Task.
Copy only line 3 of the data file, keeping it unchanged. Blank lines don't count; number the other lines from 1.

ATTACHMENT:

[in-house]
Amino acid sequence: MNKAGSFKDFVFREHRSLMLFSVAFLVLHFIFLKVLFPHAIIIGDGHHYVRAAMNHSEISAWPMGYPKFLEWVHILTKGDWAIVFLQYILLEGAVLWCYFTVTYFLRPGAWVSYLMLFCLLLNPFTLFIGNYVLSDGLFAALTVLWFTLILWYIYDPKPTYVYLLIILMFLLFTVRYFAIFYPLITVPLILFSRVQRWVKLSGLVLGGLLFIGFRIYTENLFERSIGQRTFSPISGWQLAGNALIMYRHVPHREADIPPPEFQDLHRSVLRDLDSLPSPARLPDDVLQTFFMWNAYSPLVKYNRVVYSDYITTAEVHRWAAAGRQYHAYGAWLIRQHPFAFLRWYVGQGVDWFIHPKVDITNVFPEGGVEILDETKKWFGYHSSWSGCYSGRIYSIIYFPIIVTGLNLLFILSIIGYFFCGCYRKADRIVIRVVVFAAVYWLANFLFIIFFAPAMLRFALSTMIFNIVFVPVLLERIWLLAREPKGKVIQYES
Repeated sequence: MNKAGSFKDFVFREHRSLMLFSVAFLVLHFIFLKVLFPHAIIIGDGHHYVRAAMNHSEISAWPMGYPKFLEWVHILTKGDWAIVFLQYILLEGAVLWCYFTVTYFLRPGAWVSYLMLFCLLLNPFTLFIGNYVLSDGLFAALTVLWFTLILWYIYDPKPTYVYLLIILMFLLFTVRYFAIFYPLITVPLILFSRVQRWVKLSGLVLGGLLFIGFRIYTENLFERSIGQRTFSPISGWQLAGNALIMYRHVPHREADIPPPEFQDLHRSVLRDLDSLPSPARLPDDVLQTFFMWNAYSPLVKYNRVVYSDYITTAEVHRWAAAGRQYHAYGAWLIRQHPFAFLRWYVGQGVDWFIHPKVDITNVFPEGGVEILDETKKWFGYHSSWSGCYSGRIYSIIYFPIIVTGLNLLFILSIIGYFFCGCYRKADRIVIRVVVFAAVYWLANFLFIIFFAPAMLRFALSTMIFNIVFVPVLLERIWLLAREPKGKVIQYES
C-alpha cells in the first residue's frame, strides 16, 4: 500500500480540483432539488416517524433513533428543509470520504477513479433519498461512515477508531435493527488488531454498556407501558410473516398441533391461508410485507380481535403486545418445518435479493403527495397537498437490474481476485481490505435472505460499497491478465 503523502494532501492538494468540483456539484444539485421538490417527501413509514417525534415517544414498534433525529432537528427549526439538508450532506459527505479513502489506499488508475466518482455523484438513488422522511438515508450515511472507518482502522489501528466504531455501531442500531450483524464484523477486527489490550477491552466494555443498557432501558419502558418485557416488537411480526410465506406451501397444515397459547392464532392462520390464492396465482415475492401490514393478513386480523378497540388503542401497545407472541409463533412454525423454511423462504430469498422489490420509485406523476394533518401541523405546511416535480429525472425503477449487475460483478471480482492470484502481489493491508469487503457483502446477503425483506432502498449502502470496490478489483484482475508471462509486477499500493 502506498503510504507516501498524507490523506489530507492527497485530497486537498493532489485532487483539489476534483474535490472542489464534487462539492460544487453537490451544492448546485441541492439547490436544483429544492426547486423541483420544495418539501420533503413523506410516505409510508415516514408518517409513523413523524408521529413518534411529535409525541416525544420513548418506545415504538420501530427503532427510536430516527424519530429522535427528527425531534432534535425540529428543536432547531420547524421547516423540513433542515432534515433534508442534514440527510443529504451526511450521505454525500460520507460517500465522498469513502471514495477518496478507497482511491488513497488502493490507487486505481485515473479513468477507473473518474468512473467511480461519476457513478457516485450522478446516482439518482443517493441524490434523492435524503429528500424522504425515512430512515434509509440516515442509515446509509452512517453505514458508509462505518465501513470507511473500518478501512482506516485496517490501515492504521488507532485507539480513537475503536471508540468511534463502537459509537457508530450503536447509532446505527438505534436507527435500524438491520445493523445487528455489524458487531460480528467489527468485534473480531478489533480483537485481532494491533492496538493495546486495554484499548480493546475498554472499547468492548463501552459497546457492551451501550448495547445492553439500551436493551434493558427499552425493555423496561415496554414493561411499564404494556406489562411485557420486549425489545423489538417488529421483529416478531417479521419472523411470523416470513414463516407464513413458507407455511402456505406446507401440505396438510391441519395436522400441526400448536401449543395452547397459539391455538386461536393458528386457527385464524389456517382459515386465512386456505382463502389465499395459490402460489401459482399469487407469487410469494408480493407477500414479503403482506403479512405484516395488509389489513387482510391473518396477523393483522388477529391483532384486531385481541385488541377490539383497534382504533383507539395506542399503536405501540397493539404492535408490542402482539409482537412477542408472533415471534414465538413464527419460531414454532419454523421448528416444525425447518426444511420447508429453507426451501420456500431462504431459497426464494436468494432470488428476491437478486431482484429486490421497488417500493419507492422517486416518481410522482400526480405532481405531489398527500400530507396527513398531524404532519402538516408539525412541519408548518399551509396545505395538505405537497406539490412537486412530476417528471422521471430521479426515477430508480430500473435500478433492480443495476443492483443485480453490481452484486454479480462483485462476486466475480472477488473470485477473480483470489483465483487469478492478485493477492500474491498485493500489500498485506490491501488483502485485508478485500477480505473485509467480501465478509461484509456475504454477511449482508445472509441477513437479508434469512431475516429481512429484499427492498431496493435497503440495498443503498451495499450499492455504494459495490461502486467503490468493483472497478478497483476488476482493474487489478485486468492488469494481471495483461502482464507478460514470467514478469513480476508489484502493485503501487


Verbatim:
Repeated sequence: MNKAGSFKDFVFREHRSLMLFSVAFLVLHFIFLKVLFPHAIIIGDGHHYVRAAMNHSEISAWPMGYPKFLEWVHILTKGDWAIVFLQYILLEGAVLWCYFTVTYFLRPGAWVSYLMLFCLLLNPFTLFIGNYVLSDGLFAALTVLWFTLILWYIYDPKPTYVYLLIILMFLLFTVRYFAIFYPLITVPLILFSRVQRWVKLSGLVLGGLLFIGFRIYTENLFERSIGQRTFSPISGWQLAGNALIMYRHVPHREADIPPPEFQDLHRSVLRDLDSLPSPARLPDDVLQTFFMWNAYSPLVKYNRVVYSDYITTAEVHRWAAAGRQYHAYGAWLIRQHPFAFLRWYVGQGVDWFIHPKVDITNVFPEGGVEILDETKKWFGYHSSWSGCYSGRIYSIIYFPIIVTGLNLLFILSIIGYFFCGCYRKADRIVIRVVVFAAVYWLANFLFIIFFAPAMLRFALSTMIFNIVFVPVLLERIWLLAREPKGKVIQYES